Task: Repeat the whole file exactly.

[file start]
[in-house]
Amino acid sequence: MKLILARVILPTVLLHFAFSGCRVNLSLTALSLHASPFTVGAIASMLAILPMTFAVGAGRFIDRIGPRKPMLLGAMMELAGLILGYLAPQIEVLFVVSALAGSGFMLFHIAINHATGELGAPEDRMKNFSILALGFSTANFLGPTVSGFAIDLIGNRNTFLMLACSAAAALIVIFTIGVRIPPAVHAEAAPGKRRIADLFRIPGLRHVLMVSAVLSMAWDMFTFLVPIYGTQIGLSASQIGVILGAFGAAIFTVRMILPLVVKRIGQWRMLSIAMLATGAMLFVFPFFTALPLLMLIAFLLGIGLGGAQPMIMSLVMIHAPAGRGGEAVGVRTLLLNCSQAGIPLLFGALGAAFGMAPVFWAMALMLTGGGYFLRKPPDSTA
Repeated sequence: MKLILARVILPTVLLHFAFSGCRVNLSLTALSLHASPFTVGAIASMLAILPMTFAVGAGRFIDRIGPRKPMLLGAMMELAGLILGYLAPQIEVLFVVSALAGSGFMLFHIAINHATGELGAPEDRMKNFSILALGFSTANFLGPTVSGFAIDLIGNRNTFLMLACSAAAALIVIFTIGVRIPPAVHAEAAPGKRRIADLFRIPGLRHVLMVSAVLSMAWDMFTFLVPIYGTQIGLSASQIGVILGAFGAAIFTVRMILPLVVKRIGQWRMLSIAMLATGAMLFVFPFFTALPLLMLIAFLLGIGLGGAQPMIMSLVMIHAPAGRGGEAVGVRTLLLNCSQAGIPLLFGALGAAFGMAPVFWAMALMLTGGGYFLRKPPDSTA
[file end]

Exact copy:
[in-house]
Amino acid sequence: MKLILARVILPTVLLHFAFSGCRVNLSLTALSLHASPFTVGAIASMLAILPMTFAVGAGRFIDRIGPRKPMLLGAMMELAGLILGYLAPQIEVLFVVSALAGSGFMLFHIAINHATGELGAPEDRMKNFSILALGFSTANFLGPTVSGFAIDLIGNRNTFLMLACSAAAALIVIFTIGVRIPPAVHAEAAPGKRRIADLFRIPGLRHVLMVSAVLSMAWDMFTFLVPIYGTQIGLSASQIGVILGAFGAAIFTVRMILPLVVKRIGQWRMLSIAMLATGAMLFVFPFFTALPLLMLIAFLLGIGLGGAQPMIMSLVMIHAPAGRGGEAVGVRTLLLNCSQAGIPLLFGALGAAFGMAPVFWAMALMLTGGGYFLRKPPDSTA
Repeated sequence: MKLILARVILPTVLLHFAFSGCRVNLSLTALSLHASPFTVGAIASMLAILPMTFAVGAGRFIDRIGPRKPMLLGAMMELAGLILGYLAPQIEVLFVVSALAGSGFMLFHIAINHATGELGAPEDRMKNFSILALGFSTANFLGPTVSGFAIDLIGNRNTFLMLACSAAAALIVIFTIGVRIPPAVHAEAAPGKRRIADLFRIPGLRHVLMVSAVLSMAWDMFTFLVPIYGTQIGLSASQIGVILGAFGAAIFTVRMILPLVVKRIGQWRMLSIAMLATGAMLFVFPFFTALPLLMLIAFLLGIGLGGAQPMIMSLVMIHAPAGRGGEAVGVRTLLLNCSQAGIPLLFGALGAAFGMAPVFWAMALMLTGGGYFLRKPPDSTA